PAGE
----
The municipal security bureau yesterday selected 58 engineers for a security technology consulting team serving the 2010 Shanghai World Expo.
The engineers came from various companies in relevant fields, such as electronics, telecommunications and automatic systems. They will help approve key security projects' designs, especially for those located in Expo Park. They will also ensure these projects are running smoothly before and during the 184-day-long event.
"Enhancing security technology will be central to hosting a successful Expo," deputy director of the bureau Jiang Xianfa said.
The event will last much longer than the Olympics and is expected to bring 70 million visitors, a record high for an international event hosted in China.
"All of these engineers are leading experts in their fields," Jiang said.
"Their professionalism and experience with globally advanced technologies will greatly enhance our capacity to deal with various levels of security threats."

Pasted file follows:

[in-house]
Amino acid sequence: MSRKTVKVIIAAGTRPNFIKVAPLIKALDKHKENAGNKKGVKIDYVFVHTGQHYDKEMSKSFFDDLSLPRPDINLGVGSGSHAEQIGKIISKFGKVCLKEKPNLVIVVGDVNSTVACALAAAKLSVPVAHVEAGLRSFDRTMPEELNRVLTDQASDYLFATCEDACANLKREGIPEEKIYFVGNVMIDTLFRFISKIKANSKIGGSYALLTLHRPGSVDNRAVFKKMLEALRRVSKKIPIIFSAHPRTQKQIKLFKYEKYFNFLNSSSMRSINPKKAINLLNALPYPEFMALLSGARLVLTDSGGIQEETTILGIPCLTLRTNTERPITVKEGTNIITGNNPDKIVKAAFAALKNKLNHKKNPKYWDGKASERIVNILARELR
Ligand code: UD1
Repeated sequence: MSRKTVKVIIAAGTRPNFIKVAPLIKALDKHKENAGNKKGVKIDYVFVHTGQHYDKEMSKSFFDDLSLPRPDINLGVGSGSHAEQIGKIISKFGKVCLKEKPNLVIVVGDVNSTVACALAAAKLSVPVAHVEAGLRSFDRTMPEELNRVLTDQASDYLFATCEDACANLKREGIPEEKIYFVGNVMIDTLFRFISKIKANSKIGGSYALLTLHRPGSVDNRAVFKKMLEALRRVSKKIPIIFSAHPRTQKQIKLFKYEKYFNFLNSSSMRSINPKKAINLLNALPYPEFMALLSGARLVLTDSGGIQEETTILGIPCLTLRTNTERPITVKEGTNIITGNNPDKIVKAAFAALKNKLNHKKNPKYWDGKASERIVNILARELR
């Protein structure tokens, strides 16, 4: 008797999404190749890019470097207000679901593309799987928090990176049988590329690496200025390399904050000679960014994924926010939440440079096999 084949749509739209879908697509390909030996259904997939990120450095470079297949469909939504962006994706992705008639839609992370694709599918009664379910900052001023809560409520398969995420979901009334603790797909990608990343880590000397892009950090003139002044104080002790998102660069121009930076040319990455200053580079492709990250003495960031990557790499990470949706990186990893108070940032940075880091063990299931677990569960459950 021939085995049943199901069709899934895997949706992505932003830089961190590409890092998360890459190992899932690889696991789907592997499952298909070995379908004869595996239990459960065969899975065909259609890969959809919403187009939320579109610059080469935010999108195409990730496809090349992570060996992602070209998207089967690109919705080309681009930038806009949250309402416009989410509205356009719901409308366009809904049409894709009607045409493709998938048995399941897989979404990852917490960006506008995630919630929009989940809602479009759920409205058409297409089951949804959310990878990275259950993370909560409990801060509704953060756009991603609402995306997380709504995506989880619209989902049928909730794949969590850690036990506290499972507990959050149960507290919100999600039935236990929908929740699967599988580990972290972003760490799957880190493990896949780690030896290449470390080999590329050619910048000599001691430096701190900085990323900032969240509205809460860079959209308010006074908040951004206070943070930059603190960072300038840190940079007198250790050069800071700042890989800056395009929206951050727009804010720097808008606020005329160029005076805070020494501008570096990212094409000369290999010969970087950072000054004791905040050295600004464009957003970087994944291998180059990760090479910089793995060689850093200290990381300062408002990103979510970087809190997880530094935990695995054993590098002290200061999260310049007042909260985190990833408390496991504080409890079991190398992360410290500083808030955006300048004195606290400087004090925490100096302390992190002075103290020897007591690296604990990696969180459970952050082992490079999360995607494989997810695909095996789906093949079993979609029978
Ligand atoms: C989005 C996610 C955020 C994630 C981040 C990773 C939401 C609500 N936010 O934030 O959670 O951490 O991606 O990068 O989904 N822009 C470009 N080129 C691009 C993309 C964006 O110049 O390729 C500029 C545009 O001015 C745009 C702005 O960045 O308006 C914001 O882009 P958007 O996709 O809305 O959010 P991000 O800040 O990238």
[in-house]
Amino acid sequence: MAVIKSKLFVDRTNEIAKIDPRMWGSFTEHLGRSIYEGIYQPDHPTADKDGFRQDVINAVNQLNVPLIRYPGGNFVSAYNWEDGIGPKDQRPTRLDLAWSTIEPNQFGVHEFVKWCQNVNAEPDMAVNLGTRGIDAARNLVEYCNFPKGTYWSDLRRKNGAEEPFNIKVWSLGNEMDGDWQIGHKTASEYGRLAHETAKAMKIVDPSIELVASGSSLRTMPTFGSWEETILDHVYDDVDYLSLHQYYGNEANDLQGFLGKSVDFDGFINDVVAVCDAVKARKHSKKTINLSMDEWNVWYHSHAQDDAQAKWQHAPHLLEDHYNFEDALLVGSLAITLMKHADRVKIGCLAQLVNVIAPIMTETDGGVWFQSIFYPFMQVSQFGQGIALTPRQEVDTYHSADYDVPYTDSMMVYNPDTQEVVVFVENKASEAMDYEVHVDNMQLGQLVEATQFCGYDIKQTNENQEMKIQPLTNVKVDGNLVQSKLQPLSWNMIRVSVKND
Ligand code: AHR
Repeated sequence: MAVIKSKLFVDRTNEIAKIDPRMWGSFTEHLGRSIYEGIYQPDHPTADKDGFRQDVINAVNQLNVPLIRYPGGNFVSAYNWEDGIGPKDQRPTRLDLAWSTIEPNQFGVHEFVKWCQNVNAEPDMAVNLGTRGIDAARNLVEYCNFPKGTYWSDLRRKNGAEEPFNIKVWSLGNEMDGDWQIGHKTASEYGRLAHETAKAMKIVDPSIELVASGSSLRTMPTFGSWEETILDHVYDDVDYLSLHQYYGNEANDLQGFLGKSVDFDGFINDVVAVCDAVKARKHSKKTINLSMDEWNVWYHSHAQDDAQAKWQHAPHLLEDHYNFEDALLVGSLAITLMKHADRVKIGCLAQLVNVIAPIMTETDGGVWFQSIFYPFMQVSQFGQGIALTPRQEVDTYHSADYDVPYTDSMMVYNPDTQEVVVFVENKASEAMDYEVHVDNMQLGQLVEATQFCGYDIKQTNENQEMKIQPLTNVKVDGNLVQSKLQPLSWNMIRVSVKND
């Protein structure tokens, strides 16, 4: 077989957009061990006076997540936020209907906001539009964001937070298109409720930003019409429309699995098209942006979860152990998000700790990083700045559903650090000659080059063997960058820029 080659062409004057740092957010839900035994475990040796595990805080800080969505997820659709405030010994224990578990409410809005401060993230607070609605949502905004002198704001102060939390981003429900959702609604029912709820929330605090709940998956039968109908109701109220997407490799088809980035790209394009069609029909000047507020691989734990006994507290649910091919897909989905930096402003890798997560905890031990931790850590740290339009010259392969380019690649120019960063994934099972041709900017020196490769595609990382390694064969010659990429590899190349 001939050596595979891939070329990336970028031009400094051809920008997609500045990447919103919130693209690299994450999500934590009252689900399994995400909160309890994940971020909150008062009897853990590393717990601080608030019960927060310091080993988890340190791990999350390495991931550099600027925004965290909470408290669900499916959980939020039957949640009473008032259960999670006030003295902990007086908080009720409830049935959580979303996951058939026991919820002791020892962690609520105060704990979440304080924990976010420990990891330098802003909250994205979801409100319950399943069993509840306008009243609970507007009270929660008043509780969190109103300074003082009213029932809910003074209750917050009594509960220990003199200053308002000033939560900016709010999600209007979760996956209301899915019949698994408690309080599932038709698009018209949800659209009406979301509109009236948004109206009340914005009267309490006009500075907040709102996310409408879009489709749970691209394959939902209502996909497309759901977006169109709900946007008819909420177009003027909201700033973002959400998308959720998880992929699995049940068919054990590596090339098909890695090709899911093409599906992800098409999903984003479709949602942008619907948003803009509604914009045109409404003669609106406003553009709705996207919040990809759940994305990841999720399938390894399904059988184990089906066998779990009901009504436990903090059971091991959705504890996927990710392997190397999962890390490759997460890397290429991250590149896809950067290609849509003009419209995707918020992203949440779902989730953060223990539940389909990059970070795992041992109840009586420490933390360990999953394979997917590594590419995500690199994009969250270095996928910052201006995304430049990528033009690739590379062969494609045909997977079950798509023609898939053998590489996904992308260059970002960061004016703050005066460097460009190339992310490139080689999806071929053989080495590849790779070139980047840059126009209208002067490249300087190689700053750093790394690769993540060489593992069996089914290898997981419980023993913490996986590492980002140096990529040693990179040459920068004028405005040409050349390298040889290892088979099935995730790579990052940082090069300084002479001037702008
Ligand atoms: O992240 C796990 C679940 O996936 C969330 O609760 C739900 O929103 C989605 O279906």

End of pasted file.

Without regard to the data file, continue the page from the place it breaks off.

Jiang also said authorities welcomed similar contributions to the Expo from the social sector.
Cai Chengchu, deputy director of the Shanghai World Expo Coordination Bureau's security department, said the team would be especially useful in preventing terrorism.
"There is a real threat of terrorism across the world, and metropolitan cities are especially prone to terrorist attacks," he said.
"We believe the expert team will bring in more world-class technologies in areas like the detection of radioactive objects, toxic gases, ammunition and explosives, helping us better manage terrorist threats."
Wu Dazhou, one of the engineers recruited from a security technology research institute affiliated with the municipal public security bureau, said people like him were very happy to contribute to the Expo, which needed "concerted effort from all walks of life".
Cai said the team would continue providing technological assistance to the local police after the Expo.
Shanghai began setting security standards for public facilities like hotels, subways and banks two years ago, security bureau sources said.
This included projects such as installing high-resolution cameras - capable of rendering sharp enough images so that facial features can be distinguished - at subway stations' entrances, exits and platforms.
Source: China Daily